Heart surgery delays will cost lives, warns research

Pandemic has delayed lifesaving treatment for thousands of people with severe aortic stenosis.

Our approach does not put the onus on only management or doctors, but creates a joint solution that is easier to implement in practice

Feryal Erhun

Urgent action is needed to clear the backlog of people with a common heart condition who are waiting for lifesaving treatment, according to research published in the journal BMJ Open. The researchers have warned that a lack of action could result in thousands of people dying while waiting for treatment.

The COVID-19 pandemic has led to thousands of heart procedures being postponed and record waiting lists. Previous work has estimated that 4,989 people in England with severe aortic stenosis missed out on life-saving treatment between March and November 2020.

Aortic stenosis develops when the heart’s aortic valve becomes narrowed, restricting blood flow out of the heart. Prompt treatment is vital for people diagnosed with severe aortic stenosis, as around 50 percent will die within two years of symptoms beginning.

Now, an international team of researchers, including from the University of Cambridge, has modelled the impact that increasing treatment capacity and using a quicker, less invasive treatment option would have on waiting lists. Even in the best-case scenario, they found that the waiting list would take nearly a year to clear and over 700 people would die while waiting for treatment. The research was funded by the British Heart Foundation and the EPSRC Cambridge Centre for Mathematics of Information in Healthcare.

The traditional treatment for aortic stenosis involves replacing the narrowed valve, most commonly through open-heart surgery (a surgical aortic valve replacement, SAVR). However, a newer keyhole procedure called a transcatheter aortic valve implantation (TAVI) is increasingly being used and is now recommended for patients aged 75 and over.

The researchers investigated the impact that increasing treatment capacity and converting a proportion of operations to the quicker TAVI procedure would have on the backlog. They looked at how long it would take to clear the backlog and the number of people who would die while waiting for treatment.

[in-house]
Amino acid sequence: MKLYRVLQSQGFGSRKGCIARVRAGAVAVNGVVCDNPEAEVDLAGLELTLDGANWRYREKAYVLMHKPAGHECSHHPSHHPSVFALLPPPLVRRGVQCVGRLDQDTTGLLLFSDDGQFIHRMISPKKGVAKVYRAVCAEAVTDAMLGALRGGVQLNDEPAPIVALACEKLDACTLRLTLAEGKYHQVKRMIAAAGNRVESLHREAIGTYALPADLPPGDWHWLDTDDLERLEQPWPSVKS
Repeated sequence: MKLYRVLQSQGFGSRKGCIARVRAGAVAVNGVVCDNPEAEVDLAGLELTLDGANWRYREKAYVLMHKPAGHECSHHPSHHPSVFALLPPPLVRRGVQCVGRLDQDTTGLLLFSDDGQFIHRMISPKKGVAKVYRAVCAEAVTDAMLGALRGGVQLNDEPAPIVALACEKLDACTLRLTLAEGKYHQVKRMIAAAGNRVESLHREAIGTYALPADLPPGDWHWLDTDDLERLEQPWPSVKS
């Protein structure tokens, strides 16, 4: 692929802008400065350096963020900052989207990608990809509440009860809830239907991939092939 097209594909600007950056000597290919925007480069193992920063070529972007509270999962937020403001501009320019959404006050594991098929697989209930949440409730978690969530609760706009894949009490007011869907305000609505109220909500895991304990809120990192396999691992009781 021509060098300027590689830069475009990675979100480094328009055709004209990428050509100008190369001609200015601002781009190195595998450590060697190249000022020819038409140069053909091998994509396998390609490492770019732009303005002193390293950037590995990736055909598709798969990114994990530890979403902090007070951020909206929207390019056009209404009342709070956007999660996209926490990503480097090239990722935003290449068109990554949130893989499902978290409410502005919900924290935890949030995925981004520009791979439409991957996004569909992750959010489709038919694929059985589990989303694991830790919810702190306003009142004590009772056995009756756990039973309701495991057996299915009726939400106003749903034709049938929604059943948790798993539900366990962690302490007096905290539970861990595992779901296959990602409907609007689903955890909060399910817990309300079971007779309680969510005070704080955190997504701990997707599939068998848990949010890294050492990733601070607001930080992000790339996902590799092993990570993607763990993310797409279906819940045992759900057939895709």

They found that the best and most achievable option involved a combination of increasing capacity by 20 percent and converting 40 percent of procedures from SAVR to TAVI. This would clear the backlog within 343 days with 784 deaths while people wait for treatment.

“This simple yet relevant model tackles the critical question of how to clear waiting lists and is easy to interpret in practice,” said study co-author Professor Houyuan Jiang from Cambridge Judge Business School.

The team say they want to see greater collaboration at local and national levels to agree the changes needed that can ensure that people with severe aortic stenosis receive life-saving treatment as quickly as possible.

Before the pandemic around 13,500 SAVR and TAVI procedures were performed each year across the UK. Increasing capacity by 20 percent would represent one or two additional TAVI procedures each week per centre.

“We think that with local and national collaboration this increase is achievable,” said study co-author Professor Mamas Mamas from Keele University. “Furthermore, we have created an algorithm that NHS Trusts can use to work out the best approach locally.

“Since November 2020 the UK has been hit with further waves of COVID-19 which have led to extreme pressure on the NHS and additional delays to treatment. We expect that number of people waiting for treatment in recent months will be even higher than the figure we used in our study. Doing nothing is simply not an option. If we continue as we are currently thousands of people will die from untreated aortic stenosis.”

“Our approach does not put the onus on only management or doctors, but creates a joint solution that is easier to implement in practice,” said co-author Professor Feryal Erhun, from Cambridge Judge Business School.

“As this modelling study shows, even increased use of this quicker and less invasive procedure won’t be enough to overcome the impact of COVID-19 related delays and stop people with aortic stenosis dying while waiting for treatment,” said Dr Sonya Babu-Narayan, Associate Medical Director at the British Heart Foundation and consultant cardiologist. “Cardiac care can’t wait. The NHS desperately needs additional resources to help it tackle the backlog of care and ensure that heart patients receive the treatment and care they need.”

Reference:

Christian Philip Stickels et al. ‘Aortic stenosis post-COVID-19: a mathematical model on waiting lists and mortality.’ BMJ Open (2022). DOI: 10.1136/bmjopen-2021-059309

Adapted from a BHF press release.

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